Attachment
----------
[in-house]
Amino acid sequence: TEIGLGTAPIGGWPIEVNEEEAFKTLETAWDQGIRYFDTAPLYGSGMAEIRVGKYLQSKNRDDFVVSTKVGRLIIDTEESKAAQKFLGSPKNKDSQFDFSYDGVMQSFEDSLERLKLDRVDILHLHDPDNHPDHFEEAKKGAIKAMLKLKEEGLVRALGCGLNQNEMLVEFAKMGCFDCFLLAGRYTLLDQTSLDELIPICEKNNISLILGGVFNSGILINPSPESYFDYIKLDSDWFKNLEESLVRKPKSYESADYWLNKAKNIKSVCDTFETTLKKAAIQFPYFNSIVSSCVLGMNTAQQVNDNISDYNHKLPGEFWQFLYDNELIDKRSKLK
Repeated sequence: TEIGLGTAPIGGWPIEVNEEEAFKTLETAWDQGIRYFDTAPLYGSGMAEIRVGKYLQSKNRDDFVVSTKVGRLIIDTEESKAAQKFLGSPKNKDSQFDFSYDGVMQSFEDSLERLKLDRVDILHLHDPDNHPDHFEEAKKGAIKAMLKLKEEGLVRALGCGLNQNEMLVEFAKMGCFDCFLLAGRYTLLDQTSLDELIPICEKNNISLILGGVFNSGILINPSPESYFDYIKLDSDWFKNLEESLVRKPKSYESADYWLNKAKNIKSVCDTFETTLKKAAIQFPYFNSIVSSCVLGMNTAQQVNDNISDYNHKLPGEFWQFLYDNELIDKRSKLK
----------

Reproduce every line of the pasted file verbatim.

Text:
[in-house]
Amino acid sequence: TEIGLGTAPIGGWPIEVNEEEAFKTLETAWDQGIRYFDTAPLYGSGMAEIRVGKYLQSKNRDDFVVSTKVGRLIIDTEESKAAQKFLGSPKNKDSQFDFSYDGVMQSFEDSLERLKLDRVDILHLHDPDNHPDHFEEAKKGAIKAMLKLKEEGLVRALGCGLNQNEMLVEFAKMGCFDCFLLAGRYTLLDQTSLDELIPICEKNNISLILGGVFNSGILINPSPESYFDYIKLDSDWFKNLEESLVRKPKSYESADYWLNKAKNIKSVCDTFETTLKKAAIQFPYFNSIVSSCVLGMNTAQQVNDNISDYNHKLPGEFWQFLYDNELIDKRSKLK
Repeated sequence: TEIGLGTAPIGGWPIEVNEEEAFKTLETAWDQGIRYFDTAPLYGSGMAEIRVGKYLQSKNRDDFVVSTKVGRLIIDTEESKAAQKFLGSPKNKDSQFDFSYDGVMQSFEDSLERLKLDRVDILHLHDPDNHPDHFEEAKKGAIKAMLKLKEEGLVRALGCGLNQNEMLVEFAKMGCFDCFLLAGRYTLLDQTSLDELIPICEKNNISLILGGVFNSGILINPSPESYFDYIKLDSDWFKNLEESLVRKPKSYESADYWLNKAKNIKSVCDTFETTLKKAAIQFPYFNSIVSSCVLGMNTAQQVNDNISDYNHKLPGEFWQFLYDNELIDKRSKLK